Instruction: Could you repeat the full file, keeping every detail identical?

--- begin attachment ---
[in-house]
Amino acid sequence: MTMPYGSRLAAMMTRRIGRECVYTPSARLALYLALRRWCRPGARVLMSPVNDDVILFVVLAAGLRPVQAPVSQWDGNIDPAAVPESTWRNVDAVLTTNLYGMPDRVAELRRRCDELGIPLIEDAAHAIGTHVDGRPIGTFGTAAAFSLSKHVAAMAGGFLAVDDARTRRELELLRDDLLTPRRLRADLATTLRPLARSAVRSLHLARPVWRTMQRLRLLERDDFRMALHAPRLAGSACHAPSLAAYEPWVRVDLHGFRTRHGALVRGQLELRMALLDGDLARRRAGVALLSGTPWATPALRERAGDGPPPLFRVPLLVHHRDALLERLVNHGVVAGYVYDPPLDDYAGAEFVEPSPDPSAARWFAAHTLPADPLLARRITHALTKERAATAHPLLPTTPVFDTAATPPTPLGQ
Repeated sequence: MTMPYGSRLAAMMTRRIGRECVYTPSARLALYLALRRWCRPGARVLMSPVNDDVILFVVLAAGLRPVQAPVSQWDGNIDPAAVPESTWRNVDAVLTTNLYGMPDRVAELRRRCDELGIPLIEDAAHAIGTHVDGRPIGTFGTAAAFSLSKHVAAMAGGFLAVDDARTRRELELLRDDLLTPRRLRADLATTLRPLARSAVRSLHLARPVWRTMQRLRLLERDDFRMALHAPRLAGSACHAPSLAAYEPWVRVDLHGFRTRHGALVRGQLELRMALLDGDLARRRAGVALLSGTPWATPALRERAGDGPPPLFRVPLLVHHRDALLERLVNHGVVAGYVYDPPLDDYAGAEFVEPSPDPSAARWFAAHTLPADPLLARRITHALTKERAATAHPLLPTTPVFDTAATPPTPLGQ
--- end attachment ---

[in-house]
Amino acid sequence: MTMPYGSRLAAMMTRRIGRECVYTPSARLALYLALRRWCRPGARVLMSPVNDDVILFVVLAAGLRPVQAPVSQWDGNIDPAAVPESTWRNVDAVLTTNLYGMPDRVAELRRRCDELGIPLIEDAAHAIGTHVDGRPIGTFGTAAAFSLSKHVAAMAGGFLAVDDARTRRELELLRDDLLTPRRLRADLATTLRPLARSAVRSLHLARPVWRTMQRLRLLERDDFRMALHAPRLAGSACHAPSLAAYEPWVRVDLHGFRTRHGALVRGQLELRMALLDGDLARRRAGVALLSGTPWATPALRERAGDGPPPLFRVPLLVHHRDALLERLVNHGVVAGYVYDPPLDDYAGAEFVEPSPDPSAARWFAAHTLPADPLLARRITHALTKERAATAHPLLPTTPVFDTAATPPTPLGQ
Repeated sequence: MTMPYGSRLAAMMTRRIGRECVYTPSARLALYLALRRWCRPGARVLMSPVNDDVILFVVLAAGLRPVQAPVSQWDGNIDPAAVPESTWRNVDAVLTTNLYGMPDRVAELRRRCDELGIPLIEDAAHAIGTHVDGRPIGTFGTAAAFSLSKHVAAMAGGFLAVDDARTRRELELLRDDLLTPRRLRADLATTLRPLARSAVRSLHLARPVWRTMQRLRLLERDDFRMALHAPRLAGSACHAPSLAAYEPWVRVDLHGFRTRHGALVRGQLELRMALLDGDLARRRAGVALLSGTPWATPALRERAGDGPPPLFRVPLLVHHRDALLERLVNHGVVAGYVYDPPLDDYAGAEFVEPSPDPSAARWFAAHTLPADPLLARRITHALTKERAATAHPLLPTTPVFDTAATPPTPLGQ